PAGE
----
April 6, 2017
By Jim Eadie
Wollaston council grappled with the question of the implications of amending their zoning bylaw, which prohibits livestock or hobby farm use on lots currently zoned as rural residential, and comprising less than 15 acres. The question was raised at a previous meeting by Councillor Dave Naulls who questioned where the line is drawn between what is livestock, and what would be considered as a pet. For example, he noted, pot belly pigs, a pony, or even a few chickens could be considered as pets with an amendment to the current bylaw.
Township clerk Jennifer Cohen advised council that the Municipality of Meaford has made changes to their zoning bylaws to permit such use. The Meaford Accessory Livestock on Rural Residential Lots amendment allows “the keeping of livestock for recreational purposes or personal consumption by the occupants of the dwelling on the same rural residential lot.” It also provides guidelines for structures, setbacks and manure handling by referring to existing provincial legislation.
“This is very complicated to change,” said Councillor Michael Fuerth. “There is bio-security, and nutrient management. People fear well contamination and smell. Seventy-five per cent of infectious diseases come from farm animals. If you want to get chickens, you need to get buy-in from your neighbours. Applying for a minor variance invites input from neighbours.”
Fuerth refers to the process of obtaining a minor variance which requires neighbours be notified by the municipality of the application and given the opportunity to provide their input.
“I have put a call in to Meaford,” said Naulls. “I would like to hear back from them to see how they are making out.”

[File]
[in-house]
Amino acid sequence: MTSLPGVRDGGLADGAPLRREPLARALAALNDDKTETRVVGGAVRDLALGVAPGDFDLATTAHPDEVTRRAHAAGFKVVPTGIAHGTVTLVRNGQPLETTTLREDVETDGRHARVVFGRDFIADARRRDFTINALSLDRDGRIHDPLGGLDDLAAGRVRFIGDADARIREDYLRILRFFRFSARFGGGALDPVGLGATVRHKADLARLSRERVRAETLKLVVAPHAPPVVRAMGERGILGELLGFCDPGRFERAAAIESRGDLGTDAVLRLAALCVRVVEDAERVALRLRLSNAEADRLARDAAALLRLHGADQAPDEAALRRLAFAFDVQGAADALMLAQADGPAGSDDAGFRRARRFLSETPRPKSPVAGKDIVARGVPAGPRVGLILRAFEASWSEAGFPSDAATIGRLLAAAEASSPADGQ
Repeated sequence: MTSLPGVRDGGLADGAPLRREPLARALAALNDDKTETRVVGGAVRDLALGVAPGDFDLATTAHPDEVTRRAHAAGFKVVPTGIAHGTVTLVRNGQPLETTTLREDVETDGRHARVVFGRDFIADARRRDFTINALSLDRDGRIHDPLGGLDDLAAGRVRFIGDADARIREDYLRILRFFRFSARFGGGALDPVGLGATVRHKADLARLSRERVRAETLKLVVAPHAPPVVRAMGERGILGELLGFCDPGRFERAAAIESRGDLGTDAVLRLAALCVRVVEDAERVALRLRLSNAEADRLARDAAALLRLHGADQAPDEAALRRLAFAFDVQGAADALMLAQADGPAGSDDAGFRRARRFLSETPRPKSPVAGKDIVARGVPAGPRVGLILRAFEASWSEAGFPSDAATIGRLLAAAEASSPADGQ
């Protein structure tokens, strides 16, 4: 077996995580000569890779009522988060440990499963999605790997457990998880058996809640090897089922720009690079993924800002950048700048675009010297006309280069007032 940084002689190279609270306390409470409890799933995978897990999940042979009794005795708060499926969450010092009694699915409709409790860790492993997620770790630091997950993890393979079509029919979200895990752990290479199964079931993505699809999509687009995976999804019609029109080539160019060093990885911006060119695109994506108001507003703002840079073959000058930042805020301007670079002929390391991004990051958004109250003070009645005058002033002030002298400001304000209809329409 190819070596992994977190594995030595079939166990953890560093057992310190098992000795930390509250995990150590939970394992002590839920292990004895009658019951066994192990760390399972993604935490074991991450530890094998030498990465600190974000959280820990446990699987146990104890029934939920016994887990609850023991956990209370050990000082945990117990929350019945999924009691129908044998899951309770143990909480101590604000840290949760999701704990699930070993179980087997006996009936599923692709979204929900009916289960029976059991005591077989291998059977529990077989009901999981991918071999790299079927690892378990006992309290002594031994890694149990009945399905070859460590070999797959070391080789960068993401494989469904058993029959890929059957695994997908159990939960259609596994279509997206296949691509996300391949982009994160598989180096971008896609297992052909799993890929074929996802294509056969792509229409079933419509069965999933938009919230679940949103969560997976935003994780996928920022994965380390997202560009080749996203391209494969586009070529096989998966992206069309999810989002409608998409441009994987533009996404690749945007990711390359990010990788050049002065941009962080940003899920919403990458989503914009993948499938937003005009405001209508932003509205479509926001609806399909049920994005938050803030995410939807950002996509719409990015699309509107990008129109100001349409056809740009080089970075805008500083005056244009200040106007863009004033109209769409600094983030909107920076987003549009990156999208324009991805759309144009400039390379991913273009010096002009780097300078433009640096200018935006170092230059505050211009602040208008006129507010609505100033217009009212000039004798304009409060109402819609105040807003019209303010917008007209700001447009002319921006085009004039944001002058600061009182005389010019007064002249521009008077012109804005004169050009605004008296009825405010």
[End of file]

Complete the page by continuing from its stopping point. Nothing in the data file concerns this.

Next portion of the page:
Council deferred any action until the next regular meeting.
New community development co-ordinator
Wollaston council seems to be pretty happy with the work being done by their new community development co-ordinator, Shannon O’Keefe.
“I think she is working more than 10 hours per week,” noted Cohen, although she only gets paid for 10.
“I would like some direction from council about your priorities, and a job description change,” said Cohen. “If you agree to more things than the original, it would have budget implications.”
“She is the one that’s doing the doing,” said Councillor Bob Ireland. “At budget discussion, we should talk about the number of hours. Her work will start when the sun comes out.”
“Right now, she is volunteering quite a few hours,” said Naulls. “I see her at meetings.”
“I think that an additional 10 hours per week would be worthwhile for the municipality,” said Reeve Graham Blair. “We should put that figure in the budget.”
“We promised when we hired her, to review it in 90 days,” noted Fueth.
Council will consider a new job description at the next regular meeting, including defining priorities.
Voting methods to be updated
In the next few weeks, council will be deciding on the voting methods available for the next municipal election. In the past, voting has been conducted by mail, as well as paper ballots at a polling station on election day. Other methods are available to the municipality including online voting, and telephone voting, as well as electronic voting at the polling station, possibly with the elimination of the traditional methods. Council members and township staff have all the details should anyone be interested in more information and the opportunity to have input.
“It sure seems like audio recording makes the meeting a lot more quiet,” said Blair, referring to the new audio recording equipment in use by council for the first time.
“It makes a meeting a lot more productive,” said Fuerth.
Audio recordings of council meetings can now be downloaded from the township web site: www.wollastontownship.ca.
Wollaston council called a special meeting for April 6 to discuss the Township of Wollaston Mediation and Conflict Resolution Project final report prepared by Fournier Consulting Services.
It’s also holding a special budget meeting 6 p.m. April 18 in the Coe Hill Legion hall.